Cystic Fibrosis Drug is Personalized Medicine

Uploaded by USFoodandDrugAdmin on 31.01.2012

Kalydeco represents an excellent example of the future of personalized medicine. Having
the right medicine for the right patient based on an understanding of the mechanism of disease
and in turn having a diagnostic test, a genetic test, to select the right patient to receive
that particular medicine.
It’s really a remarkable story. Cystic fibrosis is a serious genetic disease and Kalydeco
is the medicine targeted at the cause of the illness, not just dealing with the symptoms
or complications. It’s also a part of a revolution about how we will treat patients
in the future using increasingly targeted, personalized treatment.
Patients with cystic fibrosis have a mutation or an abnormality in a gene that codes for
the CFTR, a membrane protein. Abnormal function of this protein leads to the symptoms of cystic
fibrosis, including thick mucous secretions in the lung and in the digestive system. There
are many different mutations that lead to cystic fibrosis. Each patient has one specific
variant, or abnormality, in that gene and Kalydeco is targeted against one specific,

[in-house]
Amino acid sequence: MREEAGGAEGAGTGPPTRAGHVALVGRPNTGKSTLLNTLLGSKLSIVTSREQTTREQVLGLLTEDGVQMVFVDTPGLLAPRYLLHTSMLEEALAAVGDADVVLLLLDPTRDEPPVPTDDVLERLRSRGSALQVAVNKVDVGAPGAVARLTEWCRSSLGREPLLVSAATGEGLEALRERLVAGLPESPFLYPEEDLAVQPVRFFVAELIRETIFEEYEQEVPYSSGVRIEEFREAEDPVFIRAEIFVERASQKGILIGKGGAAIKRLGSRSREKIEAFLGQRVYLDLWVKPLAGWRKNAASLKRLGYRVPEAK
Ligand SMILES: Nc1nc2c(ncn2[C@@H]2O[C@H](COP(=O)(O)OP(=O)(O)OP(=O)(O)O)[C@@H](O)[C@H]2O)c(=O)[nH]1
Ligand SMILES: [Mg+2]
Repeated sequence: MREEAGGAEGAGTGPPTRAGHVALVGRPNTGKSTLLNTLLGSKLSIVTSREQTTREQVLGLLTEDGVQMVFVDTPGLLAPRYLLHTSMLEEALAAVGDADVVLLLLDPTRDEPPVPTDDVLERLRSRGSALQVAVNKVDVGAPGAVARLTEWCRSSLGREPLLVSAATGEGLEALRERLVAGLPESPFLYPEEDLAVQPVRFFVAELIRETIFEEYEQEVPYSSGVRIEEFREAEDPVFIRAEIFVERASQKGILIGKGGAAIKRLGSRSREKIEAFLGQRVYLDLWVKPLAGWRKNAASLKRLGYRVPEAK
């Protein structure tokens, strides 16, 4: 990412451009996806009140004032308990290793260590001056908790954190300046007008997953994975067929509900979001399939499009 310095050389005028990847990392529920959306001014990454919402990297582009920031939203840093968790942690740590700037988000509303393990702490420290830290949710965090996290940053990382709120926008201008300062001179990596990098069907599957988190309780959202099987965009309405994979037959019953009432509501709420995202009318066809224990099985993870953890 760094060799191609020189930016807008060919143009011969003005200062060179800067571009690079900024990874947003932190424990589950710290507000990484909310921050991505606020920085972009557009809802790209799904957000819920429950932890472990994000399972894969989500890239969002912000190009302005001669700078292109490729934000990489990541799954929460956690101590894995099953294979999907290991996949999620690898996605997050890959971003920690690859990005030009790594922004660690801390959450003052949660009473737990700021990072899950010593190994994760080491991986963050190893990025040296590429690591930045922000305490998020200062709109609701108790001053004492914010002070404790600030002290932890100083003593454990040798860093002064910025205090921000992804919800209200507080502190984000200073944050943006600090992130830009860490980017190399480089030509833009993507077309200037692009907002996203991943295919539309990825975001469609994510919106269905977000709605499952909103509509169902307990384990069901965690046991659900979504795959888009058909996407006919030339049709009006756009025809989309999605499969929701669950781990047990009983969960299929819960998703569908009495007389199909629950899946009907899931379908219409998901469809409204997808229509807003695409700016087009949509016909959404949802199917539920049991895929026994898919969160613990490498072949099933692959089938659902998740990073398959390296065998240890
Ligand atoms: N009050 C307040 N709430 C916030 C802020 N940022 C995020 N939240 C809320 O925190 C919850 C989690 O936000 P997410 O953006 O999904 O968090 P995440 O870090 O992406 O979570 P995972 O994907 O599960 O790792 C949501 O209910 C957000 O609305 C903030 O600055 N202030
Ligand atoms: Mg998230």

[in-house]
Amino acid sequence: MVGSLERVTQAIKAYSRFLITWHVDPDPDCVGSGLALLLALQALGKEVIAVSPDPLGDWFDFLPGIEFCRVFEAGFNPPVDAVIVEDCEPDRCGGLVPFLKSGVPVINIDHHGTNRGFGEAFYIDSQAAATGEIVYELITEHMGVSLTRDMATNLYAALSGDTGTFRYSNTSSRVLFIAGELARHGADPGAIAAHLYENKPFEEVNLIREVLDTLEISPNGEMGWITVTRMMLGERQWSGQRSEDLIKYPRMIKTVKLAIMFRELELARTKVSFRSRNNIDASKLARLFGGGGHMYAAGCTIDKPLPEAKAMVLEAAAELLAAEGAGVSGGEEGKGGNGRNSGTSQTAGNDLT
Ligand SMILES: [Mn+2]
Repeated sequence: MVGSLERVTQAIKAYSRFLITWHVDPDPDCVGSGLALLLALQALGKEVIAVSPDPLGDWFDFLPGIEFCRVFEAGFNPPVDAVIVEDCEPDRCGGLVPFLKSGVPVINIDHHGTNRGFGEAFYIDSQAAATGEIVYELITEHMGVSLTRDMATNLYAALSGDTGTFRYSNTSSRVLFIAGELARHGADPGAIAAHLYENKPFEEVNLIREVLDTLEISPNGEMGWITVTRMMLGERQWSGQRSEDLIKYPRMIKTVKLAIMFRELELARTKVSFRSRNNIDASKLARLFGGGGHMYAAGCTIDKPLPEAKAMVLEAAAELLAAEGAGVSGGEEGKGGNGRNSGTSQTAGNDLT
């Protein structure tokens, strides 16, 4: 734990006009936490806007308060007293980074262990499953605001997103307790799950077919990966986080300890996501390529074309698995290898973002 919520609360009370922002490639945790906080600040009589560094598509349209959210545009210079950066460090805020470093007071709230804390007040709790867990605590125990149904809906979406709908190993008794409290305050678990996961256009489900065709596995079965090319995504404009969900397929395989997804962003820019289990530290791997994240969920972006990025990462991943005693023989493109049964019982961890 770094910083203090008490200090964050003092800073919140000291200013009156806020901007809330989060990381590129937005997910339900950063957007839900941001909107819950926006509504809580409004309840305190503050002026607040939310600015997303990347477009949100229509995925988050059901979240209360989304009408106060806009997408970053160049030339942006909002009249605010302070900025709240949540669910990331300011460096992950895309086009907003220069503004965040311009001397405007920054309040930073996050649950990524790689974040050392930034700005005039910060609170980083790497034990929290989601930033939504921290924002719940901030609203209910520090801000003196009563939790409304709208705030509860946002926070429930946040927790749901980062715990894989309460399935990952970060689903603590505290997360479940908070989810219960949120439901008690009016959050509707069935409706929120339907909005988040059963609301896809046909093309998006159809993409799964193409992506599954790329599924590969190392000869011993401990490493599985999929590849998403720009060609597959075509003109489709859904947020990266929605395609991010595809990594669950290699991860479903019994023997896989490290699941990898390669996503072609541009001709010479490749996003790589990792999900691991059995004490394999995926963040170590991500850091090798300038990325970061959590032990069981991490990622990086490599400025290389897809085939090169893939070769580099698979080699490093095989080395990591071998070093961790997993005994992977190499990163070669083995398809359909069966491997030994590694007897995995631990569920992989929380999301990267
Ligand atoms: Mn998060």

abnormal protein product of one specific, abnormal gene. Kalydeco will improve the function
of that protein and in clinical studies it was shown to improve lung function and beneficial
weight gain.
There are approximately 30,000 patients with cystic fibrosis in the United States. And
approximately 4 percent of those have the specific variant that Kalydeco will help.
In other words, about 1,200 patients.
This medicine represents the skillful application of basic genetic science, understanding at
a molecular level why the abnormal protein doesn’t work properly, then discovering
and developing a medicine specifically targeted to improve the function of that protein, and
then to do a clinical trial using a genetic test to select the right patients to participate
in that trial.
The success of this approach hopefully will lead to the development of new medicines to
address the more common mutations in cystic fibrosis, and also serve as a model for the
development of medicines for other conditions. Parenthetically, the well-designed and implemented
science in this program allowed FDA to review and approve the medicine in about half the
time of the normal expedited review process.